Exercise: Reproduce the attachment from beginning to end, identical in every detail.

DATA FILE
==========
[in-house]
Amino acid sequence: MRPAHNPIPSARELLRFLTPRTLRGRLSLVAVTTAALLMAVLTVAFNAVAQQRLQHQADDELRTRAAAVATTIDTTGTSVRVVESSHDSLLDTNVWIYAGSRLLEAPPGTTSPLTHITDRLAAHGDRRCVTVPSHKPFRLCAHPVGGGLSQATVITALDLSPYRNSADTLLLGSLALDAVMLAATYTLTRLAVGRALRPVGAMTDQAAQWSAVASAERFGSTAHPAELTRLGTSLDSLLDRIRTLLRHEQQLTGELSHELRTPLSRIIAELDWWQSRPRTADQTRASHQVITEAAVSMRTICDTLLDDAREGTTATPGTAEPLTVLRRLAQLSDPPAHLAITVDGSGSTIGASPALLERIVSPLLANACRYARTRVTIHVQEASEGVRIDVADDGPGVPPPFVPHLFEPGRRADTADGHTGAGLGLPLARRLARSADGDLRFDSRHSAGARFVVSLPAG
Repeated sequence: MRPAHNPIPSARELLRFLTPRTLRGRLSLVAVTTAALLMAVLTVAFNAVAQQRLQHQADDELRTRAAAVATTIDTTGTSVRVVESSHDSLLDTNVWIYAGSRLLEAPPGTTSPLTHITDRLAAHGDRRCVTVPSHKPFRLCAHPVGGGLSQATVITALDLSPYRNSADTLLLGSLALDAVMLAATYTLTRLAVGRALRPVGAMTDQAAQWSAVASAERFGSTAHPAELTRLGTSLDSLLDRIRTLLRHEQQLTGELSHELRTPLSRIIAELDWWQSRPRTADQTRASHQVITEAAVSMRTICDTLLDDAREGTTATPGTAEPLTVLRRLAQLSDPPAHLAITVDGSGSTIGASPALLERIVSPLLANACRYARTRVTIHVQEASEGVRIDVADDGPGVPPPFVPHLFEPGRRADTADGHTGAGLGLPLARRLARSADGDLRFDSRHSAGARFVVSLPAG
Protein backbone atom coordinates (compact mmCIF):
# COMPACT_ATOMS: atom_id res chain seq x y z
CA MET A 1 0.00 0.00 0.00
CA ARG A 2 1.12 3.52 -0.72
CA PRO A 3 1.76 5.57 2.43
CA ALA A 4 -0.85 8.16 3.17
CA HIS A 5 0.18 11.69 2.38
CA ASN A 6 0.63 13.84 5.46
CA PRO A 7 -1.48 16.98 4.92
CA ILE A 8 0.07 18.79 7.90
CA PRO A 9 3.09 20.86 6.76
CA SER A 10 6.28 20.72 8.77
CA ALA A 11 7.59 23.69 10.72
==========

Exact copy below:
[in-house]
Amino acid sequence: MRPAHNPIPSARELLRFLTPRTLRGRLSLVAVTTAALLMAVLTVAFNAVAQQRLQHQADDELRTRAAAVATTIDTTGTSVRVVESSHDSLLDTNVWIYAGSRLLEAPPGTTSPLTHITDRLAAHGDRRCVTVPSHKPFRLCAHPVGGGLSQATVITALDLSPYRNSADTLLLGSLALDAVMLAATYTLTRLAVGRALRPVGAMTDQAAQWSAVASAERFGSTAHPAELTRLGTSLDSLLDRIRTLLRHEQQLTGELSHELRTPLSRIIAELDWWQSRPRTADQTRASHQVITEAAVSMRTICDTLLDDAREGTTATPGTAEPLTVLRRLAQLSDPPAHLAITVDGSGSTIGASPALLERIVSPLLANACRYARTRVTIHVQEASEGVRIDVADDGPGVPPPFVPHLFEPGRRADTADGHTGAGLGLPLARRLARSADGDLRFDSRHSAGARFVVSLPAG
Repeated sequence: MRPAHNPIPSARELLRFLTPRTLRGRLSLVAVTTAALLMAVLTVAFNAVAQQRLQHQADDELRTRAAAVATTIDTTGTSVRVVESSHDSLLDTNVWIYAGSRLLEAPPGTTSPLTHITDRLAAHGDRRCVTVPSHKPFRLCAHPVGGGLSQATVITALDLSPYRNSADTLLLGSLALDAVMLAATYTLTRLAVGRALRPVGAMTDQAAQWSAVASAERFGSTAHPAELTRLGTSLDSLLDRIRTLLRHEQQLTGELSHELRTPLSRIIAELDWWQSRPRTADQTRASHQVITEAAVSMRTICDTLLDDAREGTTATPGTAEPLTVLRRLAQLSDPPAHLAITVDGSGSTIGASPALLERIVSPLLANACRYARTRVTIHVQEASEGVRIDVADDGPGVPPPFVPHLFEPGRRADTADGHTGAGLGLPLARRLARSADGDLRFDSRHSAGARFVVSLPAG
Protein backbone atom coordinates (compact mmCIF):
# COMPACT_ATOMS: atom_id res chain seq x y z
CA MET A 1 0.00 0.00 0.00
CA ARG A 2 1.12 3.52 -0.72
CA PRO A 3 1.76 5.57 2.43
CA ALA A 4 -0.85 8.16 3.17
CA HIS A 5 0.18 11.69 2.38
CA ASN A 6 0.63 13.84 5.46
CA PRO A 7 -1.48 16.98 4.92
CA ILE A 8 0.07 18.79 7.90
CA PRO A 9 3.09 20.86 6.76
CA SER A 10 6.28 20.72 8.77
CA ALA A 11 7.59 23.69 10.72